Belle and Sebastian might have been born out of a love for 80s indie – The Smiths, Orange Juice, Felt, and the like – but deep down they are 70s pop kids. ‘The Life Pursuit’, the bands 7th album, includes dashes of glam and T-Rex boogie, bubblegum and country rock.
And maybe it had something to do with recording the album in LA, but it’s also a soulful affair, and the influences of the Four Tops, Stevie Wonder, Roy Ayers and Sly & the Family Stone abound.
But Belle and Sebastian are not simply trying to recapture the past; they use these sounds to embellish their tales of misadventure; stories about misfits, losers and those unlucky in love. We, therefore, have ‘For The Price Of A Cup Of Tea’ – as sunny as the Spinners – with its story of a woman ‘always exotic and aloof’ worried about village gossip; and ‘White Collar Boy’ – a glam beat, synth bass, and call-and-response vocals – with its account of small-time criminals.
In ‘The Blues Are Still Blue’, singer Stuart Murdoch might be doing his best Marc Bolan impersonation, but the lyrics are pure Belle and Sebastian.
‘Look at the kid from school
He’s teaching mamas and papas how to be a little cool
He’s changing fashion, the way he dress
The tracksuits are old, and the hoody’s way too moody
For a kid with the will to funk
He dances in secret; he’s a part-time punk’
We also meet ‘Sukie In The Graveyard’, the tale of another outsider, played over choppy organ, a shuffling beat, and churning bass:
‘Sukie was the kid, she liked to hang out at the art school
She didn’t enroll, but she wiped the floor with all the arseholes’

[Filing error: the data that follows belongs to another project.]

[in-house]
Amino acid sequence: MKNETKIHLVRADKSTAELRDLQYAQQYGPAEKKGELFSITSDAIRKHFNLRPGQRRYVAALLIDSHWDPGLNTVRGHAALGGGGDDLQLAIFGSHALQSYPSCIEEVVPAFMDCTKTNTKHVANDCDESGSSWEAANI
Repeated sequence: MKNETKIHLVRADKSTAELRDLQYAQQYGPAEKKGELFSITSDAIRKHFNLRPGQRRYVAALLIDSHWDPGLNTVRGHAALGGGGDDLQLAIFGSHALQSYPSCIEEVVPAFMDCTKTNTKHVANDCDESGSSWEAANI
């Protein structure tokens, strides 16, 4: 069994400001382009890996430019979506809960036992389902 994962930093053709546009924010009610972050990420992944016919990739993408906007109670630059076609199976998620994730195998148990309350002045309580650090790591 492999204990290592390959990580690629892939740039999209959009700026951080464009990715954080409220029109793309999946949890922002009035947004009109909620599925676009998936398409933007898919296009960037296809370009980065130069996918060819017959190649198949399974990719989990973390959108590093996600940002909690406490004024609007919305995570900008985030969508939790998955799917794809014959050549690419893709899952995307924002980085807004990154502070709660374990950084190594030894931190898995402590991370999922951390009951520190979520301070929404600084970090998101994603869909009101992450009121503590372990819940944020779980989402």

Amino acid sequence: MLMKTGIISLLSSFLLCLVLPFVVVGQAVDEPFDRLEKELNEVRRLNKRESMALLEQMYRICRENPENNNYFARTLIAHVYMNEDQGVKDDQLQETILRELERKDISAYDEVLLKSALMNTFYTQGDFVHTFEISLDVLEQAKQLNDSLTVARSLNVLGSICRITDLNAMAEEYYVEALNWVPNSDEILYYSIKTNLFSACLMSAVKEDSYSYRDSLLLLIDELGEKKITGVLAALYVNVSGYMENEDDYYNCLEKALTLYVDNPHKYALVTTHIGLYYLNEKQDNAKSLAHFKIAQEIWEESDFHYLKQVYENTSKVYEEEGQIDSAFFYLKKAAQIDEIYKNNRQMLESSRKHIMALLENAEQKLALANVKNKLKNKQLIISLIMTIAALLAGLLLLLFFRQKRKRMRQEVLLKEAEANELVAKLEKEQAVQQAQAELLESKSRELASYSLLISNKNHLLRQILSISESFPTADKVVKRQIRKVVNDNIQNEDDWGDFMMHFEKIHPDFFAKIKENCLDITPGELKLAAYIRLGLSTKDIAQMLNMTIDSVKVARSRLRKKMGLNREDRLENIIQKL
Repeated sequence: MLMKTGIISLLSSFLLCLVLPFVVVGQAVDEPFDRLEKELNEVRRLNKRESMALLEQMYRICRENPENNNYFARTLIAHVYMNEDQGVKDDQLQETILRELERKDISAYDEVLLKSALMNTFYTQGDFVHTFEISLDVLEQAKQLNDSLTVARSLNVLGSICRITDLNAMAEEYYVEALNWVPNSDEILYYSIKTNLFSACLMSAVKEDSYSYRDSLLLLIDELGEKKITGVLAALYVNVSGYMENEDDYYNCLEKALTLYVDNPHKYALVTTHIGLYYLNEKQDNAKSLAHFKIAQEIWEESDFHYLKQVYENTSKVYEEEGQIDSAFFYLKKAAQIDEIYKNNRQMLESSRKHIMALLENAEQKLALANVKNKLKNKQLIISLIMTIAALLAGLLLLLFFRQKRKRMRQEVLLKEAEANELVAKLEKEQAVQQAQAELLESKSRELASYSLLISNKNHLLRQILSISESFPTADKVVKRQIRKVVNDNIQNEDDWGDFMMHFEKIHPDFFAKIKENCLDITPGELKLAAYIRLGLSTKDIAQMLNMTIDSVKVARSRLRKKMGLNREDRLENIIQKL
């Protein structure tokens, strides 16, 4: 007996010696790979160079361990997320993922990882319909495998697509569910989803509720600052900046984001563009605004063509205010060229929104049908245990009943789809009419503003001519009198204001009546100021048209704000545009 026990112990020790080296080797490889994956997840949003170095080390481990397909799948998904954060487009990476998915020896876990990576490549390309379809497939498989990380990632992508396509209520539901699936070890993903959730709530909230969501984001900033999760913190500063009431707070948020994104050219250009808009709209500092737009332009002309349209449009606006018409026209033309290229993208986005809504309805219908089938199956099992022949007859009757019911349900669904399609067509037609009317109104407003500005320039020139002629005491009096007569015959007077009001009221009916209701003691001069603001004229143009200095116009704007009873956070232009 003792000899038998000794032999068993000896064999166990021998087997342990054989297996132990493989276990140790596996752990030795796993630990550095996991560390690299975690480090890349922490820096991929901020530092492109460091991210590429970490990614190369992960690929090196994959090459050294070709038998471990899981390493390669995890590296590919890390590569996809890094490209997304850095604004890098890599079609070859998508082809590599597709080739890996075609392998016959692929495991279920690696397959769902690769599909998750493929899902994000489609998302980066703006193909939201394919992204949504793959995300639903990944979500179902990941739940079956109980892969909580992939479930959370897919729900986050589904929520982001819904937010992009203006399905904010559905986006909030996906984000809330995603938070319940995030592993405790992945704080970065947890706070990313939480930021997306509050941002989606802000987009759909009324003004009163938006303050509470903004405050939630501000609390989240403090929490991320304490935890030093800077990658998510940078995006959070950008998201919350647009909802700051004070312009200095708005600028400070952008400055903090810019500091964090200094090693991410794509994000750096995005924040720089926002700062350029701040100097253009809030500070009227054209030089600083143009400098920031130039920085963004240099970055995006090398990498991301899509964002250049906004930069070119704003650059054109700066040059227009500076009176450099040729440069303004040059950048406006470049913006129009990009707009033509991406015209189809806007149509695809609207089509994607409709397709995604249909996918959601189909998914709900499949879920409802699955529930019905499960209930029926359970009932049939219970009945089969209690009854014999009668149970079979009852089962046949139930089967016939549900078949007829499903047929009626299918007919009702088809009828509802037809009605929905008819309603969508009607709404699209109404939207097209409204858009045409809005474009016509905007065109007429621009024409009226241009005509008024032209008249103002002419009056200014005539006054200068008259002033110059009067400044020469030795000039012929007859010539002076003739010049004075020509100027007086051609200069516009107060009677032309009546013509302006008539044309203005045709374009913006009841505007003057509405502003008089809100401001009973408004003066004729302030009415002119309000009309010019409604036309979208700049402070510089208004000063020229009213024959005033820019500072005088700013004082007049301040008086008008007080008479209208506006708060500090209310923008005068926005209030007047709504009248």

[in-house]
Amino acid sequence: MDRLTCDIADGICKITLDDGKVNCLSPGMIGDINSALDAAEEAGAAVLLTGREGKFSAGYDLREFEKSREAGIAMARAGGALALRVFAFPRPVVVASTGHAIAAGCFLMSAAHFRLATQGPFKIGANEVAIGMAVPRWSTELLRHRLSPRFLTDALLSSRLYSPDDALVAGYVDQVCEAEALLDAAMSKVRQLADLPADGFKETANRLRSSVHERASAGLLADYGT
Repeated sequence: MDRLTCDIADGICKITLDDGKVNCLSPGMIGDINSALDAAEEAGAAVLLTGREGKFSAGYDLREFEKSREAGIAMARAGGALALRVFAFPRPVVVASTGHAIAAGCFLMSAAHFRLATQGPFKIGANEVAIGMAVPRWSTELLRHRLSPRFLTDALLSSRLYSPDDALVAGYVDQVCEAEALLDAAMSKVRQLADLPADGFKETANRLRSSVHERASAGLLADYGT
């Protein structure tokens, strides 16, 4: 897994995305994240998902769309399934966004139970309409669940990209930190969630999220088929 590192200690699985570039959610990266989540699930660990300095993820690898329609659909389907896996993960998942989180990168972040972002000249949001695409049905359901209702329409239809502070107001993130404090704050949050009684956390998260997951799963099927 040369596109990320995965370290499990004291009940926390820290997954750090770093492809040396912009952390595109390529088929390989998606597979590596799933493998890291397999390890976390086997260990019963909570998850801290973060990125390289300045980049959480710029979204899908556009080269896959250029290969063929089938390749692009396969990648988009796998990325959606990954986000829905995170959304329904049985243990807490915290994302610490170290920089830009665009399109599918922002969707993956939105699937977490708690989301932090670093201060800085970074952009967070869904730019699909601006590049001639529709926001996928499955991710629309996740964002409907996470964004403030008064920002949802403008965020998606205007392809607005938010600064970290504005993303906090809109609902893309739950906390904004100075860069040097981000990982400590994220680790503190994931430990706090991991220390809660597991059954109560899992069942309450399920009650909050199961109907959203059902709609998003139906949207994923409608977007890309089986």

In a recent ‘Uncut’ article, Stuart Murdoch selected an early Orange Juice single as the most significant pop artifact of the last fifty years. In ‘We Are The Sleepyheads’ he gets to pay homage to his indie heroes with some very funky rhythm guitar (and, of course, Orange Juice were channeling their own heroes of Motown and 70s soul). The track also features a scorching guitar solo that wouldn’t be out of place on a Thin Lizzy album.
‘Song For Sunshine’ opens with some Stevie Wonder clavinet, before drifting into a chorus that references the Roy Ayers’ hit ‘Everybody Loves The Sunshine’. The lyrics here are very un-Belle and Sebastian, surprisingly naïve, with tongue almost certainly out-of-cheek.
‘Sunshine, we all see the same sky
Looking, learning, asking the same ‘why?’
Unfortunately, ‘The Life Pursuit’ doesn’t change the fact that there is no perfect Belle and Sebastian album. Opening track ‘Act Of The Apostle’ is unnecessarily reprised later in the album, and ‘Mornington Crescent’ is a drab closing song.
This is, nevertheless, a strong addition to the Belle and Sebastian canon – an increasingly interesting collection of material, from poorly recorded, sloppily played indie pop to the glossy, genre straddling fare of the last two records.
‘The Life Pursuit’ probably won’t change your life, but it’ll make it a little sunnier, and it might even get you dancing.